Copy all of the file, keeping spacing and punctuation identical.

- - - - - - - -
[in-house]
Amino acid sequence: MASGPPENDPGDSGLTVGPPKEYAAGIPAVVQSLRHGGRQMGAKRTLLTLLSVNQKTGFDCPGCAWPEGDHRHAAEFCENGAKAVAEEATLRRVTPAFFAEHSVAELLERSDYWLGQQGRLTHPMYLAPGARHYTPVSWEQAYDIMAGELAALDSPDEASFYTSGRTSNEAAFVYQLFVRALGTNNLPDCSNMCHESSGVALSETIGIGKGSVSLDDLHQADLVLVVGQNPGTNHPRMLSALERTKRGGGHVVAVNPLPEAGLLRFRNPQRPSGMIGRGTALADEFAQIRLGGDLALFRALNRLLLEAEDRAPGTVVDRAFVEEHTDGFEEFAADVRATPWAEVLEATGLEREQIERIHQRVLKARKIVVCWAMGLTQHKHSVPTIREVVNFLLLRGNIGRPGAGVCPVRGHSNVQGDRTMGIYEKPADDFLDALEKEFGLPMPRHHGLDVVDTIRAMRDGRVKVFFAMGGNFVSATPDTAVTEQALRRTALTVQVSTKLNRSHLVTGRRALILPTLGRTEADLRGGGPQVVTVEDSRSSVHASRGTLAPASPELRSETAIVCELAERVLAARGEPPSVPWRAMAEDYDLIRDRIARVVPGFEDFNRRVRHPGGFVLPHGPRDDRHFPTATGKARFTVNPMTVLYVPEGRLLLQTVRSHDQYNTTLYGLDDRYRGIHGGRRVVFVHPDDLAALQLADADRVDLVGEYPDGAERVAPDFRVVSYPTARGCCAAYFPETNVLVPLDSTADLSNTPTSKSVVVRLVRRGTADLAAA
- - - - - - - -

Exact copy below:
[in-house]
Amino acid sequence: MASGPPENDPGDSGLTVGPPKEYAAGIPAVVQSLRHGGRQMGAKRTLLTLLSVNQKTGFDCPGCAWPEGDHRHAAEFCENGAKAVAEEATLRRVTPAFFAEHSVAELLERSDYWLGQQGRLTHPMYLAPGARHYTPVSWEQAYDIMAGELAALDSPDEASFYTSGRTSNEAAFVYQLFVRALGTNNLPDCSNMCHESSGVALSETIGIGKGSVSLDDLHQADLVLVVGQNPGTNHPRMLSALERTKRGGGHVVAVNPLPEAGLLRFRNPQRPSGMIGRGTALADEFAQIRLGGDLALFRALNRLLLEAEDRAPGTVVDRAFVEEHTDGFEEFAADVRATPWAEVLEATGLEREQIERIHQRVLKARKIVVCWAMGLTQHKHSVPTIREVVNFLLLRGNIGRPGAGVCPVRGHSNVQGDRTMGIYEKPADDFLDALEKEFGLPMPRHHGLDVVDTIRAMRDGRVKVFFAMGGNFVSATPDTAVTEQALRRTALTVQVSTKLNRSHLVTGRRALILPTLGRTEADLRGGGPQVVTVEDSRSSVHASRGTLAPASPELRSETAIVCELAERVLAARGEPPSVPWRAMAEDYDLIRDRIARVVPGFEDFNRRVRHPGGFVLPHGPRDDRHFPTATGKARFTVNPMTVLYVPEGRLLLQTVRSHDQYNTTLYGLDDRYRGIHGGRRVVFVHPDDLAALQLADADRVDLVGEYPDGAERVAPDFRVVSYPTARGCCAAYFPETNVLVPLDSTADLSNTPTSKSVVVRLVRRGTADLAAA